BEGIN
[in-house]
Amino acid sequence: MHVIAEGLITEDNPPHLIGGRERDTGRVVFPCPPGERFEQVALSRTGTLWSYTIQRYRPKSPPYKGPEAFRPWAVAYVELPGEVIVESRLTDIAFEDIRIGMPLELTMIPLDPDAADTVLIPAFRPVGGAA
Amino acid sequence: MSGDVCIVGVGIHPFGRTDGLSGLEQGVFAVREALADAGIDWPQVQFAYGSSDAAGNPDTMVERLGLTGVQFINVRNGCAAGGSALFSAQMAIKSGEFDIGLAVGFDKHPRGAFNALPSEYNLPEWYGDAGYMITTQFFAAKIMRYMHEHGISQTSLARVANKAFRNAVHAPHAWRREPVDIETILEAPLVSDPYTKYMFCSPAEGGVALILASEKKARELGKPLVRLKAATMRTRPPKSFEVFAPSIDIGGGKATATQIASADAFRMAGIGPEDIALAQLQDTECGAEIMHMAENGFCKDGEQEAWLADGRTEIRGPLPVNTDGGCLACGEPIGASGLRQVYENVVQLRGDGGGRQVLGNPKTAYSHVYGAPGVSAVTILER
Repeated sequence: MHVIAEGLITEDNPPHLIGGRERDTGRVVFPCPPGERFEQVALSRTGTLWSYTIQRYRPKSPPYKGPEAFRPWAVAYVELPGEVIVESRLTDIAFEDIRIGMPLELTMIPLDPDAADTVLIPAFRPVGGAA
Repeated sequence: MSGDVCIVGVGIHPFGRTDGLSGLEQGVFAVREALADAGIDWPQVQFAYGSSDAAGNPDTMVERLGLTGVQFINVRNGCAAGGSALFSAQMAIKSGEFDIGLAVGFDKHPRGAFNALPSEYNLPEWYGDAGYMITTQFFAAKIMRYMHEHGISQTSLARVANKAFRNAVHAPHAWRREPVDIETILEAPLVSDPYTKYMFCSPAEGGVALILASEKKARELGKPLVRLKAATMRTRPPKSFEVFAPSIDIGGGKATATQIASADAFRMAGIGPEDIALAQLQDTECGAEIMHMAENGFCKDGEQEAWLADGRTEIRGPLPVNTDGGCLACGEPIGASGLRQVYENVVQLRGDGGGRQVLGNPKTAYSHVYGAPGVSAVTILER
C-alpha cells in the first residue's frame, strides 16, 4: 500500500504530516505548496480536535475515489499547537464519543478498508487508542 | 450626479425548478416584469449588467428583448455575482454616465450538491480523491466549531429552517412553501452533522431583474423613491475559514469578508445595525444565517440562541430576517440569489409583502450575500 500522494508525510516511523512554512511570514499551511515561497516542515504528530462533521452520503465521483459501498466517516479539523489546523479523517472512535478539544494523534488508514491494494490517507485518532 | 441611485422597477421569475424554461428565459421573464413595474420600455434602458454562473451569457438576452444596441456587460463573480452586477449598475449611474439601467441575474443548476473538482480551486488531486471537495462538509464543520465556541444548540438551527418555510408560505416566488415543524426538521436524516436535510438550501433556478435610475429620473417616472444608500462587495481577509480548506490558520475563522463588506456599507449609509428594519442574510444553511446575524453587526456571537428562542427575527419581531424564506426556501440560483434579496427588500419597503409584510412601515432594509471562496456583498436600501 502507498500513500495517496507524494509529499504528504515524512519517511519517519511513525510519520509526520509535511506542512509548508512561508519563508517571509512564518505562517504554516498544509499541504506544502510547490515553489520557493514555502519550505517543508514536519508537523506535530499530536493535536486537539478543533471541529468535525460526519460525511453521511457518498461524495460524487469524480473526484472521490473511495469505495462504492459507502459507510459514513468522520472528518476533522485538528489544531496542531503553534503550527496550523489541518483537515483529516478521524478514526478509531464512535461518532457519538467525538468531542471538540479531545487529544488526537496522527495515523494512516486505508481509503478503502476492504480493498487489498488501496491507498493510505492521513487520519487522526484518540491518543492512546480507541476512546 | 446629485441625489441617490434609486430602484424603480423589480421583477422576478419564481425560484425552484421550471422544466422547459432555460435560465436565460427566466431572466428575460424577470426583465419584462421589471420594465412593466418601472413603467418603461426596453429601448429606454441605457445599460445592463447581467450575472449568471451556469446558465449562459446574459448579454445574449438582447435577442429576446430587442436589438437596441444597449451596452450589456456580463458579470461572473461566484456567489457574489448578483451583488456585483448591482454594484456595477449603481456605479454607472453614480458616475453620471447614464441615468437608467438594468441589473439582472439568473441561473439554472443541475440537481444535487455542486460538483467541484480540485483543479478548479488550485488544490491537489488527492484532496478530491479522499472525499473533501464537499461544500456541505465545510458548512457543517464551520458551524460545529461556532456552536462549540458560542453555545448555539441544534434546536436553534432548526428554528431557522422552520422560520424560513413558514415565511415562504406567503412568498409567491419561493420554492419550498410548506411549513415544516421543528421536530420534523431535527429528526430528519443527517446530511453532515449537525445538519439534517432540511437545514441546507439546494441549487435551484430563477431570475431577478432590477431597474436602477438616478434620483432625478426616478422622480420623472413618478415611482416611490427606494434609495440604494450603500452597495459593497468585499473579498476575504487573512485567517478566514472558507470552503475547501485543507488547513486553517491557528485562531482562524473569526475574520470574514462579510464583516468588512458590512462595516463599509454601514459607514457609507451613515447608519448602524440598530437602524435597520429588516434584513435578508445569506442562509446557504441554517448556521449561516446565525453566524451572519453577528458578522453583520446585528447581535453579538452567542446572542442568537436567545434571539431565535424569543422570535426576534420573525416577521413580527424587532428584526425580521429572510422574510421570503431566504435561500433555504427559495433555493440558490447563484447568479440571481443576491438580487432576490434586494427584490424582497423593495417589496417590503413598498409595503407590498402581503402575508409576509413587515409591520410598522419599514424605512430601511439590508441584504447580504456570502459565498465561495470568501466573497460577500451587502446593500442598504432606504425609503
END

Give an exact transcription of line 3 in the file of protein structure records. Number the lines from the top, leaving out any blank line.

Amino acid sequence: MSGDVCIVGVGIHPFGRTDGLSGLEQGVFAVREALADAGIDWPQVQFAYGSSDAAGNPDTMVERLGLTGVQFINVRNGCAAGGSALFSAQMAIKSGEFDIGLAVGFDKHPRGAFNALPSEYNLPEWYGDAGYMITTQFFAAKIMRYMHEHGISQTSLARVANKAFRNAVHAPHAWRREPVDIETILEAPLVSDPYTKYMFCSPAEGGVALILASEKKARELGKPLVRLKAATMRTRPPKSFEVFAPSIDIGGGKATATQIASADAFRMAGIGPEDIALAQLQDTECGAEIMHMAENGFCKDGEQEAWLADGRTEIRGPLPVNTDGGCLACGEPIGASGLRQVYENVVQLRGDGGGRQVLGNPKTAYSHVYGAPGVSAVTILER